Unplug transmission lines
A year ago, the Alberta government appointed a Critical Transmission Review Committee to determine whether the Alberta Electric System Operator’s (AESO) proposal that two high voltage direct current (HVDC) north-south transmission lines be built because of occasional congestion on the Edmonton to Calgary corridor is reasonable.
In spite of the availability of lower-cost alternatives, the committee agreed with the AESO’s proposal, Premier Alison Redford’s government accepted the committee’s recommendation, and AltaLink and ATCO Electric are now in the throes of planning to commence construction.
Unfortunately, the committee’s recommendation was not based on careful analysis. In fact, the recommended construction will result in overbuilding transmission lines at considerable and unnecessary expense to Alberta electricity consumers. For this reason, further work should be put on hold until a cost-effective solution is identified.
The process by which the committee sought to fulfil its mandate was inadequate and incomplete. Interested parties were granted only one hour to present their views to the committee, including discussion, compared with the many hours that the commission presumably spent interacting with AESO officials. Following a compressed hearing process given the importance of its task, the committee simply summarized what it had “heard” before providing two pages of “analysis” that regurgitated the AESO’s main arguments and concluding that the AESO’s proposal was “reasonable.”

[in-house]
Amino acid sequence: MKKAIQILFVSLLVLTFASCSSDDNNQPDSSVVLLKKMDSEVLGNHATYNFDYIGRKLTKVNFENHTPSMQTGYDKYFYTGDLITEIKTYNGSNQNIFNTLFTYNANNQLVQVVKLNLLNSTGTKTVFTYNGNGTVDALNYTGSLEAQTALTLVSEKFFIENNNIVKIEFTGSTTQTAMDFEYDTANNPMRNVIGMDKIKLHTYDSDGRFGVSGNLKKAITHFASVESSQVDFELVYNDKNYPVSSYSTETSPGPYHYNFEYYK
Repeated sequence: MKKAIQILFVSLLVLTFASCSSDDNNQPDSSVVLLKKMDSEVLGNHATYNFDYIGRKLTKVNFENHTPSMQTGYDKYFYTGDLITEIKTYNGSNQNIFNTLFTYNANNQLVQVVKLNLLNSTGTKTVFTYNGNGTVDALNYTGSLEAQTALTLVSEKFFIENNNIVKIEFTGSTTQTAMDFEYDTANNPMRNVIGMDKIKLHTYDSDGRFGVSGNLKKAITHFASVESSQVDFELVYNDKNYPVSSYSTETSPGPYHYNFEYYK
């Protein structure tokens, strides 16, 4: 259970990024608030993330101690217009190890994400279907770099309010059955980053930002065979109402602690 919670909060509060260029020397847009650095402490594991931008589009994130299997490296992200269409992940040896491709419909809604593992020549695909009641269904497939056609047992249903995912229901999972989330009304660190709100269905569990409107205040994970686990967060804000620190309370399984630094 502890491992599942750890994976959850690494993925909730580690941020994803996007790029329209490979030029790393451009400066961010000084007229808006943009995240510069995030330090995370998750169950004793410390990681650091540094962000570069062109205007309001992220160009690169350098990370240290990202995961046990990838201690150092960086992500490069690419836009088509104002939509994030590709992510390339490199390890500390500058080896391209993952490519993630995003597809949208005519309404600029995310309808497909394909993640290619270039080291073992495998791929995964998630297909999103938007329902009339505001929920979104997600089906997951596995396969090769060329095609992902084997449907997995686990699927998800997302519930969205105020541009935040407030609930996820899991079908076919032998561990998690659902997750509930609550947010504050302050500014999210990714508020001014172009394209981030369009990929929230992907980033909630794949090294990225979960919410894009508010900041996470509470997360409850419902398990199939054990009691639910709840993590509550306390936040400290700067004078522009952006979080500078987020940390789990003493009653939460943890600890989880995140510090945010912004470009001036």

The cost-benefit analysis provided in the University of Calgary’s submission to the committee concluded that “the proposed construction of the two HVDC lines appears to be an over-build of transmission capacity” that cannot be justified. Because the AESO and the committee failed to demonstrate that building two north-south HVDC transmission lines constitutes a cost-effective approach for addressing transmission congestion, the Alberta government should immediately turn this important matter over to the Alberta Utilities Commission.
The commission should now also be asked to decide whether the benefits/costs of building the two north-south lines justify their construction.
Gerry Angevine is a senior economist in the Fraser Institute’s Centre for Energy Policy Studies. This was distributed by Troy Media (www.troymedia.com).